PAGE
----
What exactly does an evening with Corey Taylor entail?
Words: Tina Saul
The host for the evening was the legendary Malcolm Dome, and as he said Corey’s name to a packed London Garage, Corey came on wearing an Oxford University shirt and flat cap. The stage was plain, no backdrop, no advertising of an irrelevant sponsor, nothing; just him, a microphone and acoustic guitar.
He started by explaining that the night would be in three parts; the first would be a reading from his book ‘The Seven Deadly Sins’ and we never got to hear what the other two parts were going to be, as the audience started heckling him. He took this on the chin and had a lot of fun with the crowd, even launching into an entertaining Arnie impression.
As he got the reading started, the crowd fell silent to hear from Chapter 7 – I’m With Envy. He even asked his sons, who were in the audience, to cover their ears for some parts. There is a whole rant about Grammies, and why there are hundreds of categories for all the other genres, but only one for Metal. Read the book to find his take on it, but it was met by a great reception from the audience. Corey then carried on reading the chapter in a very funny, but awful Christopher Walken impression.
We then moved on to the second part of the night, a Q&A session. Someone started by asking him whether he likes tea. He said he does, and takes it with no cream or sugar, but prefers coffee, saying “Do you think I could be this fucked up if I didn’t drink lots of coffee?”
When asked about things he wanted to achieve in the future, he said he’d like to write more if the book goes well, maybe work on a solo album and even write a movie. If he does, do not expect any romance or comedy; it would be something that would mess with your head. He suggested something along the lines of ‘Seven’ meets the ‘Texas Chain Saw Massacre’.
The banter with the crowd continued throughout the session, and as he launched into yet another impression, this time Tom Selleck complete with fake moustache, everyone was sent into hysterics. Maybe he should add stand up comedy to his to-do list.
One fan asked the inevitable: Download vs. Sonisphere. His response was that it wasn’t a fair question, because Paul Gray played Download, and Sonisphere was dedicated to his honour. He went on to admit that he hasn’t cried about Paul for a long time, but that the two-minute silence bought it all back to him.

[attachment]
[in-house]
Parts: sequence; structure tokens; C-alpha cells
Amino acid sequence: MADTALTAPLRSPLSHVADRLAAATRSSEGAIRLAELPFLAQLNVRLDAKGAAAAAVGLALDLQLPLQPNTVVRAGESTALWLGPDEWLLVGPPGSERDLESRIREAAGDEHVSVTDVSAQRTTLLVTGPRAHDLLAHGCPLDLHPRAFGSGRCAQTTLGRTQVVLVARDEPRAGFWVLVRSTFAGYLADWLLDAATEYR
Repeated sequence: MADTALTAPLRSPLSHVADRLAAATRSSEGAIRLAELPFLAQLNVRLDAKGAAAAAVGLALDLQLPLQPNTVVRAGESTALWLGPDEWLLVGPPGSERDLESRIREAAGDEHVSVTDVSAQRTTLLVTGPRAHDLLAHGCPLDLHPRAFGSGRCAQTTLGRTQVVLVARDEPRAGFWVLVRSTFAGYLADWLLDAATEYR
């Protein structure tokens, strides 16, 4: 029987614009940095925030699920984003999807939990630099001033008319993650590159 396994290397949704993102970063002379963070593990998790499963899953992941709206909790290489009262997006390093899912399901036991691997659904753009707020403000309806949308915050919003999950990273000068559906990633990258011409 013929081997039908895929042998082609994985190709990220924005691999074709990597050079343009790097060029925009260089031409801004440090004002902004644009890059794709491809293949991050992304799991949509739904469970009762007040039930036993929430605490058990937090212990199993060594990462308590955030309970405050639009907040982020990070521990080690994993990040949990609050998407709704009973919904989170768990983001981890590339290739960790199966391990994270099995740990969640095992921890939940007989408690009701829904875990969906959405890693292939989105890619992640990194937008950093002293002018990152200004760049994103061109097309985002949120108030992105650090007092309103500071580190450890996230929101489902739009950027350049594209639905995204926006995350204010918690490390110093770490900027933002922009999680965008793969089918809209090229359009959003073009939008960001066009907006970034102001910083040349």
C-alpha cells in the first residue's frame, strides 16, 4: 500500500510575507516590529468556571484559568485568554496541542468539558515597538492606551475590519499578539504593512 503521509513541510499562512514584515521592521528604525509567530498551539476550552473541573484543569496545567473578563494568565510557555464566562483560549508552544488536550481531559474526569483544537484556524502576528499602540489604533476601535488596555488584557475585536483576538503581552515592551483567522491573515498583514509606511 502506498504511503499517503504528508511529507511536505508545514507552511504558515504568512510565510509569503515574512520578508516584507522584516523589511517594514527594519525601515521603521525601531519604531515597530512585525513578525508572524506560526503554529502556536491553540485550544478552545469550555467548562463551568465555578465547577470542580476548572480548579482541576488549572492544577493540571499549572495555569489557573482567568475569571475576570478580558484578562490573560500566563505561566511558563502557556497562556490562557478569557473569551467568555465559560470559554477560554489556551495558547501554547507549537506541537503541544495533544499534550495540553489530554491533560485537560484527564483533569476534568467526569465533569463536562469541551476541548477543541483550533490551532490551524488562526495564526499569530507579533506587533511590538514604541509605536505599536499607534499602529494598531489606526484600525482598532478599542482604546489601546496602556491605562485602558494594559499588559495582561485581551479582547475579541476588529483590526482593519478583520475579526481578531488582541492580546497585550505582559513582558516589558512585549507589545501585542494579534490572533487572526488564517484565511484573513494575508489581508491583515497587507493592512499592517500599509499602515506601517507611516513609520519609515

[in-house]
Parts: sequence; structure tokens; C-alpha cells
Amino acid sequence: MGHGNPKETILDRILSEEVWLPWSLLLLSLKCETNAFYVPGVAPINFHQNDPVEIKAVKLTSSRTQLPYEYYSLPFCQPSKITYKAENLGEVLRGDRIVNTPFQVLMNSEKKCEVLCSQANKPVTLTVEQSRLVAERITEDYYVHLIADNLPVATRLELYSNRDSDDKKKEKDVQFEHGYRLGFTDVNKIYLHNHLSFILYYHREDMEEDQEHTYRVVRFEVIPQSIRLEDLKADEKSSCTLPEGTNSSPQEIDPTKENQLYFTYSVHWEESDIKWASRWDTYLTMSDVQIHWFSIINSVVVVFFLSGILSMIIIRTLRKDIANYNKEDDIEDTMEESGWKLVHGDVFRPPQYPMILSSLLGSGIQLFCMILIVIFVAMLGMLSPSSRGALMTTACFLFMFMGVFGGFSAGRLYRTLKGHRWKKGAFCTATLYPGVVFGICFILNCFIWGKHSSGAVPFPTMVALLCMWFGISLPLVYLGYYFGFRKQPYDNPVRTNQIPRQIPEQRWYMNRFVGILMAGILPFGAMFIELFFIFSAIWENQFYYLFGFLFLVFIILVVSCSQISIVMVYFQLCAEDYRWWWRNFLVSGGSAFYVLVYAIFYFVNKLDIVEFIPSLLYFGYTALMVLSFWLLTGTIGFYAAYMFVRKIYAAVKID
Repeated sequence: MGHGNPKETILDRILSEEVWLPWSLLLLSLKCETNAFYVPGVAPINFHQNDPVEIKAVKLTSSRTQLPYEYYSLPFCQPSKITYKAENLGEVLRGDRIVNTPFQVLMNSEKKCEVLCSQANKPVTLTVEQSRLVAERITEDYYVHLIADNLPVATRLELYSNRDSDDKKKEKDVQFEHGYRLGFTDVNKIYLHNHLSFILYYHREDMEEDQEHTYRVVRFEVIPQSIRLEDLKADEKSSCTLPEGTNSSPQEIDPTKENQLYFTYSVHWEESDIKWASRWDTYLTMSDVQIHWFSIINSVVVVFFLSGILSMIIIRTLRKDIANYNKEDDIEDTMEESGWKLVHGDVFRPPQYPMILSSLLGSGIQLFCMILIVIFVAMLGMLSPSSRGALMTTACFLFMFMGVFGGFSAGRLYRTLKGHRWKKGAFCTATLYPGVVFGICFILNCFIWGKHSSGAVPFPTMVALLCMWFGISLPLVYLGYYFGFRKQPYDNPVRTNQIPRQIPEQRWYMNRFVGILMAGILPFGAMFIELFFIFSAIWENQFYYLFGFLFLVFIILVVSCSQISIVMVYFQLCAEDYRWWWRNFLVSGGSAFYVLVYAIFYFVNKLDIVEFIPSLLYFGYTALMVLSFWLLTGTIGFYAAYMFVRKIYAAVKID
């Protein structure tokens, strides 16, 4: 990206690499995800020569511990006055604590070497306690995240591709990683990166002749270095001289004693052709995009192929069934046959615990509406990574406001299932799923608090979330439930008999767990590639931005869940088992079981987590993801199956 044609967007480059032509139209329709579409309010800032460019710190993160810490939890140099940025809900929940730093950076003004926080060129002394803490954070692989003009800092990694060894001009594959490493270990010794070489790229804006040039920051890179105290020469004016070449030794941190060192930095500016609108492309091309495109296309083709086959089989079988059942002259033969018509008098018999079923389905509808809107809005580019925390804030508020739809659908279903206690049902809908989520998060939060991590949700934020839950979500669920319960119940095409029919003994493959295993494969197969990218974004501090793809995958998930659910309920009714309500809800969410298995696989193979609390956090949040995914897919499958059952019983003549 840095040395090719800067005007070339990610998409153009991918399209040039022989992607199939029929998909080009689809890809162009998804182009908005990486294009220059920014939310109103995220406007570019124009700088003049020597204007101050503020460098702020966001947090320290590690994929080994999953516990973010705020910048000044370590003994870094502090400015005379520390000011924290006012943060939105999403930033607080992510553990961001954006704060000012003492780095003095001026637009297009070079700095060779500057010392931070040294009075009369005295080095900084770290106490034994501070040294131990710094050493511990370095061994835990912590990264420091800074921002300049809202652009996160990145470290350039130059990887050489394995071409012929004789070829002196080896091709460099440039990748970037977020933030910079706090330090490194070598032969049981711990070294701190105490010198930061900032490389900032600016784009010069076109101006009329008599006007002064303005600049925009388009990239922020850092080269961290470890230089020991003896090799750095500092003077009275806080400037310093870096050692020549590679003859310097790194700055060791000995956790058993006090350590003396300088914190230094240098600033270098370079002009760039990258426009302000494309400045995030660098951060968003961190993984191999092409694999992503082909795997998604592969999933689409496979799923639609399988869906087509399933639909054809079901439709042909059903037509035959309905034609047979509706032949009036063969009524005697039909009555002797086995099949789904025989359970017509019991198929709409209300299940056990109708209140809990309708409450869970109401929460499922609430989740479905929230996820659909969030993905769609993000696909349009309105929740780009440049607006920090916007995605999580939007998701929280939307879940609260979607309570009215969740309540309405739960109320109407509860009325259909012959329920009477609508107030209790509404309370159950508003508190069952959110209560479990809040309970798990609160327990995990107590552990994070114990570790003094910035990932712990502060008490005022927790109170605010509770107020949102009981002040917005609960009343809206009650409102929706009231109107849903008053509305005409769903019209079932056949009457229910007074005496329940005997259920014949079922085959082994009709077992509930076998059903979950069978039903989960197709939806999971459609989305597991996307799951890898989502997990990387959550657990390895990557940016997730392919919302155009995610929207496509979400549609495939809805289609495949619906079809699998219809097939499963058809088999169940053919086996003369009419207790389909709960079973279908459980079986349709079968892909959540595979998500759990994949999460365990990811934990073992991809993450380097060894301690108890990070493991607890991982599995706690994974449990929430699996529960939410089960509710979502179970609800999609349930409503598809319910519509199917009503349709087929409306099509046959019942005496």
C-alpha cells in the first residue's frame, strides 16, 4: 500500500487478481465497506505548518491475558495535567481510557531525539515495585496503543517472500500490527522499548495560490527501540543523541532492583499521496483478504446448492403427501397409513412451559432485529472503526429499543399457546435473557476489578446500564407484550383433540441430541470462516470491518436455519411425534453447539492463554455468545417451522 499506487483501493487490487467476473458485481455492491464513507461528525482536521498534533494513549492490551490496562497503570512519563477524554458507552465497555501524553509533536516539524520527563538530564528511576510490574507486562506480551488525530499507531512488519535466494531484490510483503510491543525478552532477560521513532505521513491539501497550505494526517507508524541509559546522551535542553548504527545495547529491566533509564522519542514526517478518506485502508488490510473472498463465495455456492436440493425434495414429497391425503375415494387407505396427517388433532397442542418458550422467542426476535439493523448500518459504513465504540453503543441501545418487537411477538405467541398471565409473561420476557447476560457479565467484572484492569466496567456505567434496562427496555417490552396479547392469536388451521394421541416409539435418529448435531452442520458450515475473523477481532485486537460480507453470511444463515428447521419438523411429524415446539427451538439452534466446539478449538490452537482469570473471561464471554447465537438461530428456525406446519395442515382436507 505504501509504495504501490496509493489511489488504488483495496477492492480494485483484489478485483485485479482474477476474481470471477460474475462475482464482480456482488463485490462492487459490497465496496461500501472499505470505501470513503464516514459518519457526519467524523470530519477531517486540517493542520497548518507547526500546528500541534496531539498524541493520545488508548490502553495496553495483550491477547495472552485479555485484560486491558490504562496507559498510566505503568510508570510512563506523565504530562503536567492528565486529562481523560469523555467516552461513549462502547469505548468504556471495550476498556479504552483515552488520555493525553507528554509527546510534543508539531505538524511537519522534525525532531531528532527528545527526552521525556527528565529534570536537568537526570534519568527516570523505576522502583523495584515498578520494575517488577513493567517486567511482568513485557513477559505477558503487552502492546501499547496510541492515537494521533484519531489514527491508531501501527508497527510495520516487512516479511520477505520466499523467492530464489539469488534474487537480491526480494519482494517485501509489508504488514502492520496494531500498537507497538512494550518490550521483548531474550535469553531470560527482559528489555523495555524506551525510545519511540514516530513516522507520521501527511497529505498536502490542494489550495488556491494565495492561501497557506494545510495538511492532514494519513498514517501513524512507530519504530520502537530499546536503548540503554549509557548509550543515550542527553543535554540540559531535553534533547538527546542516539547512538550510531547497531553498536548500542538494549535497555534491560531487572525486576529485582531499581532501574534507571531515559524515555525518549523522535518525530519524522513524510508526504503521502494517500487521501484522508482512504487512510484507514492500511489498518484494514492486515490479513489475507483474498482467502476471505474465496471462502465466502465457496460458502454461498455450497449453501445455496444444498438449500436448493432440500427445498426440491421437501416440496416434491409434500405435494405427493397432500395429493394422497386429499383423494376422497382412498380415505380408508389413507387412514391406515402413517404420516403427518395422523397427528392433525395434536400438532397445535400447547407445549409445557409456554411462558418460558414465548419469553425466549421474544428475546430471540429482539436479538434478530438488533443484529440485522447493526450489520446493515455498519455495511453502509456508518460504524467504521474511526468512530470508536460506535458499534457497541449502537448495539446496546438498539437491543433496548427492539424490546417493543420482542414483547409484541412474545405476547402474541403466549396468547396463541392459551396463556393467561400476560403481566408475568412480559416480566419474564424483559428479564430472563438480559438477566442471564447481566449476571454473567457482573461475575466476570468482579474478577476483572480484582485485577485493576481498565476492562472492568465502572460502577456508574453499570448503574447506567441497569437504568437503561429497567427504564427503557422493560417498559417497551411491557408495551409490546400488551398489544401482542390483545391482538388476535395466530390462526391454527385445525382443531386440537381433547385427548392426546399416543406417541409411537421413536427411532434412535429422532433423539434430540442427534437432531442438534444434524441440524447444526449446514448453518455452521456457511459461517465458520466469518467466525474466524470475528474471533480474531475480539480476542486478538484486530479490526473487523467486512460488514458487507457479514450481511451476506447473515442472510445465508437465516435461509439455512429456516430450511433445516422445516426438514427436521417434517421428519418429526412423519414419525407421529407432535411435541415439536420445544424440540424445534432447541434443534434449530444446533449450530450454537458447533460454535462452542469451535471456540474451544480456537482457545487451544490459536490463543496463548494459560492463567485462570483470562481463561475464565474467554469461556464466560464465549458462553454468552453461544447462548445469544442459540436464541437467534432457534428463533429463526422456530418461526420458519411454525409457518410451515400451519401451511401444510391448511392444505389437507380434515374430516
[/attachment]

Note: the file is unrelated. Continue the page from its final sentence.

Some other things he revealed in the Q&A session is that he has his own take on philosophy because his mentality doesn’t fit with the norm, that there’s a live Stone Sour DVD (recorded in Brighton) on it’s way and that his favourite tattoo is his new Paul Gray one. He also confirmed that the Slipknot tour has been a step towards their future, and said IF they did release a new album it would still be a couple of years away. Although he delighted the fans by saying a tour would come first.
When someone asked him what his three favourite songs were, he couldn’t decide so gave us his favourite three Iron Maiden songs: ‘Rime Of The Ancient Mariner’, ‘Aces High’ and ‘Two Minutes to Midnight’.
Towards the end a fan shouted out, “You’re a legend” and his response was; “This legend has sweat running down the crack of his ass”. A very humble ending to the session was him saying that he “wants people to remember him for being honest”.
And so time for the final part of the evening, an acoustic set with requests from the audience, kicking off with ‘Wicked Games’, which silenced everyone. He included a variety of excerpts from songs, including ‘Ring of Fire’, ‘Wild Horses’, ‘Welcome Home (Sanitarium)’, ‘Wanted Dead Or Alive’, and even a bit of Skid Row’s ‘I Remember You’. His comedy continued with a Jack Black-esque cover of ‘Every Rose Has It’s Thorn’ and a bunch of advertising jingles, including the Juicy Fruit advert.
At no point in my life did I think I’d ever be standing watching the vocalist of Slipknot singing the theme to Scooby Doo. Nor did I expect to hear his Xmas single, in the middle of July, but he said it’s the first time he’s played it live and it went down a storm. And yes, he did confirm ‘Thanks Simon’ at the end was directed to Simon Cowell.
Other highlights were the Stone Sour songs ‘Hesitate’, ‘Through Glass’ and ‘Bother’, which the crowd sang along so loudly to that he actually stopped playing at one point and looked in as much awe at us as we were at him.
He had a request from his wife for Alice In Chains’ ‘Nutshell’, which gave me goose bumps, although a lot of the audience didn’t seem to know it, but the absolute icing on the cake was him ending with the Foo Fighters epic ballad ‘Everlong’.
At all times in his career, Corey has been very honest and said that the real thing that matters to him are the fans. Not journalists, magazines, TV, radio, winning awards, but the people that actually go out and buy his music. Anytime the audience heckled him, he lapped it up, even saying at one point “I am such a whore for you”, and as a final salute to his fans everyone was given a signed copy of the book as they left this rare and at times inspirational night.
Out now ‘The Seven Deadly Sins’ is a book where Corey basically takes the piss out of organised religion, interlaced with stories about his life. A very innovative idea, which makes for a great read.